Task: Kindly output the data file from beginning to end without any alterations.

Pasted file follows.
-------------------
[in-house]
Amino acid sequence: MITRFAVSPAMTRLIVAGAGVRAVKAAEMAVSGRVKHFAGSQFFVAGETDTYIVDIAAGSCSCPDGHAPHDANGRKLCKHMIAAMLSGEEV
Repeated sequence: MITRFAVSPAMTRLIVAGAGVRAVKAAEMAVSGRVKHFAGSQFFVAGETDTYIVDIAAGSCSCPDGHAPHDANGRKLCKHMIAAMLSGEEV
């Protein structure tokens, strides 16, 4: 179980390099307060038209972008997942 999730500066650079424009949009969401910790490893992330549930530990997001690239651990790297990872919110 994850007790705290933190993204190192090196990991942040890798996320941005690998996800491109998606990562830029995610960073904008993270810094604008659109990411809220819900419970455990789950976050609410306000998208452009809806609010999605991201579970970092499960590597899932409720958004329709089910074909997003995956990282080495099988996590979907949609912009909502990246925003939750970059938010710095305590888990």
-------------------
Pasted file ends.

[in-house]
Amino acid sequence: MITRFAVSPAMTRLIVAGAGVRAVKAAEMAVSGRVKHFAGSQFFVAGETDTYIVDIAAGSCSCPDGHAPHDANGRKLCKHMIAAMLSGEEV
Repeated sequence: MITRFAVSPAMTRLIVAGAGVRAVKAAEMAVSGRVKHFAGSQFFVAGETDTYIVDIAAGSCSCPDGHAPHDANGRKLCKHMIAAMLSGEEV
């Protein structure tokens, strides 16, 4: 179980390099307060038209972008997942 999730500066650079424009949009969401910790490893992330549930530990997001690239651990790297990872919110 994850007790705290933190993204190192090196990991942040890798996320941005690998996800491109998606990562830029995610960073904008993270810094604008659109990411809220819900419970455990789950976050609410306000998208452009809806609010999605991201579970970092499960590597899932409720958004329709089910074909997003995956990282080495099988996590979907949609912009909502990246925003939750970059938010710095305590888990």